Ca’ Foscari is a university that attracts international researchers who, after spending a period of time conducting research abroad, decide to develop their academic career in Italy. One of the opportunities offered by Ca’ Foscari is the Rita Levi Montalcini programme, funded by the Italian Ministry of University and Research to enable young researchers to work at Italian universities.
The latest call for applications opened on 27 September 2022 and closes at midnight on 27 October 2022. The total budget amounts to EUR 8,5 million.
Thanks to the Montalcini programme, three fellows are in the process of starting their research at Ca’ Foscari, including Francesca Antonini and Piera Rossetto. The complete list of Ca’ Foscari’s Montalcini Fellows is available here.
Francesca Antonini holds a PhD in Philosophy (University of Pavia), and has conducted research in Italy, France, and Germany. She has worked as a postdoc researcher at Université de Lyon/ENS de Lyon e postdoctoral fellow presso il Lichtenberg-Kolleg/Moritz-Stern-Institut (Georg-August-Universität Göttingen). Antonini has chosen Ca’ Foscari and the Department of Linguistics and Comparative Cultural Studies to develop her project, “Conceptualising Political Leadership. Bonapartism and Caesarism in the European Political Thought of the Interwar Period.” The project aims to provide a thorough investigation of the use of these categories in intellectual and political debates in various countries in Europe (in particular Austria, Germany and Italy) between 1918 and 1939. Re-reading the interwar period through the lenses of the Caesarist-Bonapartist model will allow for a better grasp of the variety of political solutions that lie between the two opposite theoretical poles of dictatorship and democracy.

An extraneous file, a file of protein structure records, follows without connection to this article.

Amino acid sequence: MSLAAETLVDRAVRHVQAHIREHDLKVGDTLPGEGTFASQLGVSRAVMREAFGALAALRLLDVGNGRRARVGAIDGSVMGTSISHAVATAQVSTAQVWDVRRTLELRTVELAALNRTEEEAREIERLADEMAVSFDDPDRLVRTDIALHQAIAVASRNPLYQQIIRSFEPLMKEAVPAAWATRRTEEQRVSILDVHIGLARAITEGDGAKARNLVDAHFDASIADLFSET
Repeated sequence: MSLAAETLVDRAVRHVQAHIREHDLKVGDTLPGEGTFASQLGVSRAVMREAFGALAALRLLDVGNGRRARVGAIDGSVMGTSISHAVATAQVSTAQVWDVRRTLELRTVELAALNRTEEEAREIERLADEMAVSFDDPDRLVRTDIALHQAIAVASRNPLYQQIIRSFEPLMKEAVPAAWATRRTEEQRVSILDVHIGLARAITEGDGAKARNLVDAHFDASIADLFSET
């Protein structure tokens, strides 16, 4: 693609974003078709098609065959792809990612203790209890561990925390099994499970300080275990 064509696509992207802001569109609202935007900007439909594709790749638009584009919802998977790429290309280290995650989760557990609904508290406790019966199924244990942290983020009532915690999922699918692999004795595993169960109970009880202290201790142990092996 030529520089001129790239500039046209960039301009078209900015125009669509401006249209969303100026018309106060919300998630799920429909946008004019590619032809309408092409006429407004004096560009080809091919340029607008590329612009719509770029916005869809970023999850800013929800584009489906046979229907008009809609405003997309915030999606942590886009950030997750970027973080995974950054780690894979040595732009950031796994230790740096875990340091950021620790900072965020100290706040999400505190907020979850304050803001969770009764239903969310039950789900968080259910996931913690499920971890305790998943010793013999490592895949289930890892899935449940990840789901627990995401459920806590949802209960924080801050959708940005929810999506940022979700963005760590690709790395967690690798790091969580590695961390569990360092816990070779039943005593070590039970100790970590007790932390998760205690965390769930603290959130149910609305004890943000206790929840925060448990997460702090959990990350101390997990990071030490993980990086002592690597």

Piera Rossetto holds a PhD in Languages and Civilisations of the Mediterranean (University of Venice) and in Socio-historical Anthropology (EHESS-Toulouse). She has been Hertha Firnberg Post-doc Fellow and Lecturer (2018-2022) at the Centre for Jewish Studies - University of Graz (Austria). Her previous projects include Mind the map: charting unexplored territories of in-visible migrations from North Africa and the Middle East to Italy. Her current Montalcini project is “Gender, Ageing and Migration: Memory and Jewish Masculinities from North Africa and the Middle East.” Based on the case study of Jewish migrations from the Middle East and North Africa to Europe from the 1950s to 1970s, the project will apply the lenses of age and gender to examine memories of forced migration and will consider the memory narratives of migrants’ children to be a "later coping strategy" for handling their parents’ traumas during the migration process.
For further information, please contact the International Research Office -Individual Funding Unit